Balls delays A-Level review to 2013
Education secretary Ed Balls is to postpone a review into A-Levels due next year until 2013.
The minister explained yesterday the government was delaying the review in order to give the new Diploma system time to bed down.
“It has been argued in the past that Diplomas could only be a success if A-Levels and GCSEs were no longer offered as stand-alone qualifications, and that we should use the planned 2008 review of A-Levels to signal the end of these qualifications,” Mr Balls said.
“But this is not the government’s view and not a matter for us to pre-judge. We need to have time to consider the success of our Diplomas, and assess how far the changes we have already made to A-Levels and GCSEs have strengthened these qualifications.”
The education secretary also unveiled additional Diplomas in science, languages and the humanities and a new expert advisory group to shape the diploma featuring representatives from the CBI and Russell Group universities along with Mike Tomlinson, Diploma champion for schools and colleges.
“Diplomas will open up real opportunities for combining academic and practical options to allow every young person to make the most of their talents, whether they are progressing to further study, work or an apprenticeship,” Mr Balls said.
“We are confident that these new subject-based Diplomas will secure the benefits of Diplomas for all young people. They will provide a wider curriculum offer for those young people who want to secure both the theory and practical skills they need to excel in study, work and life.”
Chris Keates, general secretary of the teachers’ union NASUWT, said: “These are important reforms which are intended to address a major generational problem of non participation in education and training post-16.
“Engaging young people in learning and ensuring their continued motivation and participation are key educational and economic challenges.”
He added the diploma had the potential to widen participation, broaden and extend skills, and secure parity of esteem between vocational and academic courses.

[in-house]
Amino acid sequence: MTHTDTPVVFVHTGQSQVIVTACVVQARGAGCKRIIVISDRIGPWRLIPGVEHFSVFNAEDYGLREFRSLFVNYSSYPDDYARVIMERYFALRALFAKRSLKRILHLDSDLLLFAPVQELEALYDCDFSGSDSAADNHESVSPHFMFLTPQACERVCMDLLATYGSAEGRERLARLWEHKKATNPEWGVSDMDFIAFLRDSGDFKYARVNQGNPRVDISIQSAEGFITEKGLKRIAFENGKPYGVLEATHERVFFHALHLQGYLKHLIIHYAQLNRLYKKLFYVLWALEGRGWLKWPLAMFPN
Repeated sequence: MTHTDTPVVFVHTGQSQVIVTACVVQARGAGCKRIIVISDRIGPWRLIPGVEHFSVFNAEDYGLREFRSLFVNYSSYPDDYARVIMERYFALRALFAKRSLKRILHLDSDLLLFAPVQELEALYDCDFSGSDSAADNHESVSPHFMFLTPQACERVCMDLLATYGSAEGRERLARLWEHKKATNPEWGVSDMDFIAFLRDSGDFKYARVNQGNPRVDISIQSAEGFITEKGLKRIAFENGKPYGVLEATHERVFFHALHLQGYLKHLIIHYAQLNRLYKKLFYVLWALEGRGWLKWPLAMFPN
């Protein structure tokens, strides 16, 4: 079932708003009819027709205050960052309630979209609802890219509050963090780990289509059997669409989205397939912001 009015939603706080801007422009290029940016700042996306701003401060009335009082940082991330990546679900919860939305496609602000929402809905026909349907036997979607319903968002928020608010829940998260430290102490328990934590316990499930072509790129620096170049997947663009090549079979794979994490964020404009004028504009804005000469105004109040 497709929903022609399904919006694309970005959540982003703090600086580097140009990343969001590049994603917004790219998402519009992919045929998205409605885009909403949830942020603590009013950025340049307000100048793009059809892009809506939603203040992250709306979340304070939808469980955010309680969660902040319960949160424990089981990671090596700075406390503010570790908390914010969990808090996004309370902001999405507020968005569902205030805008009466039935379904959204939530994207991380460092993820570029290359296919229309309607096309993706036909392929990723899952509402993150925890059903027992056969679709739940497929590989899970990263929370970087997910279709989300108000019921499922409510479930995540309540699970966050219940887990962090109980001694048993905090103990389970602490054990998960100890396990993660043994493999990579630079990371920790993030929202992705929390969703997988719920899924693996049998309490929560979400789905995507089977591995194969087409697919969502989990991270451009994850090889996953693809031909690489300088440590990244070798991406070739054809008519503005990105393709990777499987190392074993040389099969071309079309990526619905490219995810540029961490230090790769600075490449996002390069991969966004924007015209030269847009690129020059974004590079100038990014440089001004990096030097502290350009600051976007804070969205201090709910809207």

“The extension of the suite of diplomas to include Science, Humanities and Modern languages will address the concerns of some practitioners that these subjects may have become marginalised within the existing diploma structure,” Mr Keates said.
He went on to say the postponement of the A-Level review until 2013 should not be “used as an opportunity to downgrade or sideline the Diplomas”.
“The critical challenge now is to identify the best way to build capacity in schools and colleges to manage this extensive curriculum change.”
However, the Association of Teachers and Lecturers (ATL) has accused the government of “bottling it” over A-Level reform.
“This timid government has bottled it again – rejecting for the second time in three years a need to reform A-Levels and GCSEs,” said Martin Johnson, ATL acting deputy general secretary.
“ATL believes today’s youngsters need a better curriculum offer and more meaningful qualifications now. And although the diploma has the potential to be that better offer for some youngsters, it does not look like meeting the gap in provision for our least successful 16-year-olds.”
The Association of School and College Leaders welcomed the new Diplomas, but general secretary Dr John Dunford said “the devil will be in the detail of curriculum, assessment, links to other courses, partnership and timing”.
At the launch of the new Diplomas, Geoff Parks, director of undergraduate admissions at Cambridge University, said: “We have had extensive input into the Engineering Diploma, with the goal of ensuring that it will be a suitably rigorous qualification for entry into higher education.
“The university strongly welcomes any moves that will encourage young people to study the sciences, maths and modern languages in particular at a higher level.”
Richard Lambert, director general of the CBI, has now called on the government to fully promote the new Diploma qualification.
“The government has embarked on a very ambitious plan to roll out this programme in a short space of time. If it is to be successful, the Diploma system must be properly promoted to students, parents, universities and employers,” he said.
Liberal Democrat children, schools and families spokesman, David Laws, said the government needed “to get its act together” on how our young people are taught and tested.
“This delay may reflect government anxiety on how successful the diplomas will be. There is widespread scepticism in schools about whether they will be popular amongst students.
“The existing diplomas are being rolled out too rapidly and without proper consideration being given to some serious practical issues. Children in rural areas particularly will find it difficult to travel between different schools to access the full range of diploma qualifications.”
“We need an examination system which not only enjoys public support and credibility, but which provides qualifications relevant to every young person, encompassing vocational and academic approaches.”